On the evening we arrived at the Osthoff Resort in Elkhart Lake, Wis., we toured the entire property. Its state-of-the-art culinary school, L’Ecole de la Maison, was quiet and serene. The immaculate, well-lit kitchen offered two professional gas stoves, two double ovens and two refrigerators, as well as dozens of stainless steel frying and sauce pans, and an enormous island full of cabinets and wine refrigerators.
The next morning chef instructor Scott Baker greeted us beside the island, now filled with parchment-lined baking pans, cutting boards, newly sharpened knives, stainless steel bowls and stand mixers. He directed us to individual work stations where recipes also awaited.
Rena and I began work on Vichy Carrots and Haricots Verts (green beans) with Walnut Butter. Baker patiently demonstrated how to make oblique cuts to ensure that each piece of peeled carrot would cook evenly. Compound butter, which we later stirred into slightly cooked green beans, intrigued both of us.
We toasted and then chopped walnuts, along with parsley and shallots and stirred them into softened butter. A kitchen assistant demonstrated how to roll the butter into a long cylinder and wrap it in parchment paper before placing it in the refrigerator.
Baker showed Andrea how to use a mandolin slicer safely, attaching a tool to an onion destined for soup so that her fingers would stay clear of the blade. He also removed the “silver skin” from a large beef slab before cutting it thickly and demonstrated how to make clarified butter.
Nicole carefully filled a mixer bowl with crepe ingredients. After the batter was fully incorporated, Baker demonstrated how to cook each individual crepe to thin brown perfection. Nicole made several and then instructed us herself, creating a large stack that awaited orange sauce and raspberries.
Tamra and Shannon used another mixer to prepare batter for French Gougeres. The tiny round “biscuits” were full of fresh Gruyere from Wisconsin’s own Roth Käse cheese makers. After thoroughly mixing the ingredients, they carefully placed each gougeres atop a parchment-lined baking sheet before putting them in the oven.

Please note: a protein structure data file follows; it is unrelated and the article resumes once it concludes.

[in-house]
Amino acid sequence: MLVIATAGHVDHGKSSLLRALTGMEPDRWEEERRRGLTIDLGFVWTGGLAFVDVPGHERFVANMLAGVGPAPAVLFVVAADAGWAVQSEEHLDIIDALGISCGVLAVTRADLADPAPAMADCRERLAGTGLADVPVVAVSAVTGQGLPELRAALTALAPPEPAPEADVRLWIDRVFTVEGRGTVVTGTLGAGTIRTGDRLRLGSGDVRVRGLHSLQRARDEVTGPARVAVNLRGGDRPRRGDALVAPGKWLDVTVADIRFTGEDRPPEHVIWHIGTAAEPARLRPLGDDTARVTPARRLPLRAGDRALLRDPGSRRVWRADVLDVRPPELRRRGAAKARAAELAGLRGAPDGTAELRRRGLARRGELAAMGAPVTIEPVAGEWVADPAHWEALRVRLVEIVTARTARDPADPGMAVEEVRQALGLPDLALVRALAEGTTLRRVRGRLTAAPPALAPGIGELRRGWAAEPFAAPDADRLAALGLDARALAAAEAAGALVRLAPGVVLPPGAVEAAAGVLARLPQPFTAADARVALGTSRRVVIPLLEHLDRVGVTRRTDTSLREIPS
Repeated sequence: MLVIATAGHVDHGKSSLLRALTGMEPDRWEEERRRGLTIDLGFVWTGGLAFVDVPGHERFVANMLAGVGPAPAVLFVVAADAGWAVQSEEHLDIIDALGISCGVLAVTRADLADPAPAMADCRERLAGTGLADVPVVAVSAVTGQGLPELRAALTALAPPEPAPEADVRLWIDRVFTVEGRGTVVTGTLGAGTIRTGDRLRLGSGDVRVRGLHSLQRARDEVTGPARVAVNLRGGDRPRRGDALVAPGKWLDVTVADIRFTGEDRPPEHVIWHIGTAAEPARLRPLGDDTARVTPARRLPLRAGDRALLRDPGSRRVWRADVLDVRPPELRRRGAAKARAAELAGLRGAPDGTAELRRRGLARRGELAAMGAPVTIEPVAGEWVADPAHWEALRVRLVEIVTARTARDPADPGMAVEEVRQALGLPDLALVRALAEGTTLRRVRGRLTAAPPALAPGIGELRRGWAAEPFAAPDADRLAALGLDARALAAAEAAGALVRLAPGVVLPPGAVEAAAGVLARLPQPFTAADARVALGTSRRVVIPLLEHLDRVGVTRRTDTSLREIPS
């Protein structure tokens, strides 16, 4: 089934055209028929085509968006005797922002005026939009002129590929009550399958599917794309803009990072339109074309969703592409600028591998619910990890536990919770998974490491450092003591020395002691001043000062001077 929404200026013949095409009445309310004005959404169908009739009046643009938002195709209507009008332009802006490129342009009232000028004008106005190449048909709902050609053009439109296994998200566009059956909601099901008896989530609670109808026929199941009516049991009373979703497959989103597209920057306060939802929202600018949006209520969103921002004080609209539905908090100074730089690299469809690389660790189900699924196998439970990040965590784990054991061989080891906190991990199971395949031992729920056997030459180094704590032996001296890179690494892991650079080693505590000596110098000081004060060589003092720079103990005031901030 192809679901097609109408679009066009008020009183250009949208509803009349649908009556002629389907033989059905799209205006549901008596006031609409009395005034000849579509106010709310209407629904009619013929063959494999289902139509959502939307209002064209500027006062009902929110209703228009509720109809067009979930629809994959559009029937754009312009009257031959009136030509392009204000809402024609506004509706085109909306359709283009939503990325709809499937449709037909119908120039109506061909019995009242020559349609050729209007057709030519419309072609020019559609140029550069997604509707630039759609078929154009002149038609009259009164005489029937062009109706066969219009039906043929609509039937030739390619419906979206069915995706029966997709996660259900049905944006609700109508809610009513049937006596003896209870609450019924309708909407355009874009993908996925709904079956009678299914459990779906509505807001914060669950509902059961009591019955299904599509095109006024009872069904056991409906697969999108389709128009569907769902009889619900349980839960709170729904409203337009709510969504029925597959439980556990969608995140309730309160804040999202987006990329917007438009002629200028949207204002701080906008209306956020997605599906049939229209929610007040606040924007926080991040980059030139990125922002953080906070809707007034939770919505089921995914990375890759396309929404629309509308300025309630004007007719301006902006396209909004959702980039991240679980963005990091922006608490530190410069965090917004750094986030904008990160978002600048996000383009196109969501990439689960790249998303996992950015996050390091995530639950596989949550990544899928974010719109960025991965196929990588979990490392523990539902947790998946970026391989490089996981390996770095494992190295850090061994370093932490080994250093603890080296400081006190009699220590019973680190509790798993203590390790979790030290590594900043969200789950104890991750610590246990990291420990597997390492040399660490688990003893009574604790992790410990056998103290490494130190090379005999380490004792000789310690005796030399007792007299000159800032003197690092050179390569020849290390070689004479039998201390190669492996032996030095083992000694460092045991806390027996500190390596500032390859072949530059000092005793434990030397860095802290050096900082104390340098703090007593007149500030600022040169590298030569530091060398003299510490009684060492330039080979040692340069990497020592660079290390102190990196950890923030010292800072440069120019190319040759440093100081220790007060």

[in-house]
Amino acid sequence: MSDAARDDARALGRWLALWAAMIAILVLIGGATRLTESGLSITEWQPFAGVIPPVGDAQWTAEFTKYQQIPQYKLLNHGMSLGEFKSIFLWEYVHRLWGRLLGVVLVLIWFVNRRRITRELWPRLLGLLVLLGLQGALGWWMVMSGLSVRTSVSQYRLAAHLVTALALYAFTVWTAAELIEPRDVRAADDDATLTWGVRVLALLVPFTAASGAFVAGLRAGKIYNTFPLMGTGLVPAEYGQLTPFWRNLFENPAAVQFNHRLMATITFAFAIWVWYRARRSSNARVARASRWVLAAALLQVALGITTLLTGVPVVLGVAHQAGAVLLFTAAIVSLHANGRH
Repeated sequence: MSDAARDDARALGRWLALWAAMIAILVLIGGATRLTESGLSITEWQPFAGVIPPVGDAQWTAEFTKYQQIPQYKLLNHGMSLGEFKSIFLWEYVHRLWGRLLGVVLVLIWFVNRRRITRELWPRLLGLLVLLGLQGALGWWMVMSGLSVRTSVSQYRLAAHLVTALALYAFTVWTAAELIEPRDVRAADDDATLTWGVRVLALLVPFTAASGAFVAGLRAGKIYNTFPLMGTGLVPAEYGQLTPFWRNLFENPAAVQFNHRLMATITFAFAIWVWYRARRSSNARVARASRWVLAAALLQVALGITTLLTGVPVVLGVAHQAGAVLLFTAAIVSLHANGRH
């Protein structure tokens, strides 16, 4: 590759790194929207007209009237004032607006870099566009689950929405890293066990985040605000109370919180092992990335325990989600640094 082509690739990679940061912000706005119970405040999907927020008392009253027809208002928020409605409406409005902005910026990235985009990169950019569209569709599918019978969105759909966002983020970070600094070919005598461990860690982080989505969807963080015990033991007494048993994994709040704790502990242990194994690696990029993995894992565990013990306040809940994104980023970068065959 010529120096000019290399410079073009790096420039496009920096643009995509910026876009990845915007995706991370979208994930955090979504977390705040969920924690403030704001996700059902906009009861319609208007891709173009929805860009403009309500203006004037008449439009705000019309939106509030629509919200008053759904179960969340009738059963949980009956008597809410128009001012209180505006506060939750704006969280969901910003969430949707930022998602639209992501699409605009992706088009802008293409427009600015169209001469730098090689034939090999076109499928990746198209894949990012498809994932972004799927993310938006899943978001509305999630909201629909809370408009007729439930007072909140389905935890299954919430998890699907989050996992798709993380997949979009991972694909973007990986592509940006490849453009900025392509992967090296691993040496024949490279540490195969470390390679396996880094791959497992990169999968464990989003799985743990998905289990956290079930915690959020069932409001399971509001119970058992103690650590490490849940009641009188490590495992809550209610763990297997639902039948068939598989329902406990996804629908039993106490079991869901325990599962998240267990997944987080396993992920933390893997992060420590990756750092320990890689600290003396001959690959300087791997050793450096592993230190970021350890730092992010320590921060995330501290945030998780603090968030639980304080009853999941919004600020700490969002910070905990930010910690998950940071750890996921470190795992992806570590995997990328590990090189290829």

Other class members prepped salad ingredients and baguette dough, and created Coquilles St. Jacques au Gratin — au gratin sea scallops. Time flew as we followed recipes, chatted and enjoyed the luxury of having somebody else clean up our messes. We finally adjourned to a long dining table set with linens, silverware, and water and wine glasses.
Our feast began with piping hot Classic French Onion (soup) au Gratin. It arrived in small crocks, topped with two thick slices of freshly baked bread and accompanied by complementary Chardonnay. Lyonnaise Salad combined frisee and Boston bibb lettuce with naturally smoked bacon bits and parsley, and sweet-tangy homemade Red Wine-Dijon Vinaigrette. A perfectly poached egg atop the salad added creamy goodness when gently cut.
Butter, white wine, lemon juice, shallots, mushrooms and fine shredded cheese flavored heavy whipping cream in which large sea scallops bathed for Coquilles St. Jacques au Gratin. Parsley-dotted and slightly browned around the edges, this rich, creamy course was served in large clamshell halves.
We hadn’t even sampled the entree yet. What a magnificent combination of flavors, from melt-in-your-mouth beef to thin-sliced and decadent Gratin Dauphinoise (potatoes). Sweet, tender carrots and buttery walnut-shallot-parsley-infused green beans completed the plate. Paired with red wine, it was hard to stop eating this course.
But we still had crepes suzettes to enjoy. Baker warmed the compound butter in a crepe pan over medium heat. He then flambeed the mixture with both Grand Marnier and Cointreau as the wafer-thin crepes soaked in the orangey goodness. Plump, gorgeous raspberries added color and tartness to this luscious dessert.
As we finally pushed aside our plates and removed our aprons, all agreed this highly memorable meal tasted extra special because we had prepared the feast ourselves — with the help of our patient instructor and unobtrusive kitchen staff.
Lisa Waterman Gray is a freelance writer based in Overland Park. She specializes in food and travel writing.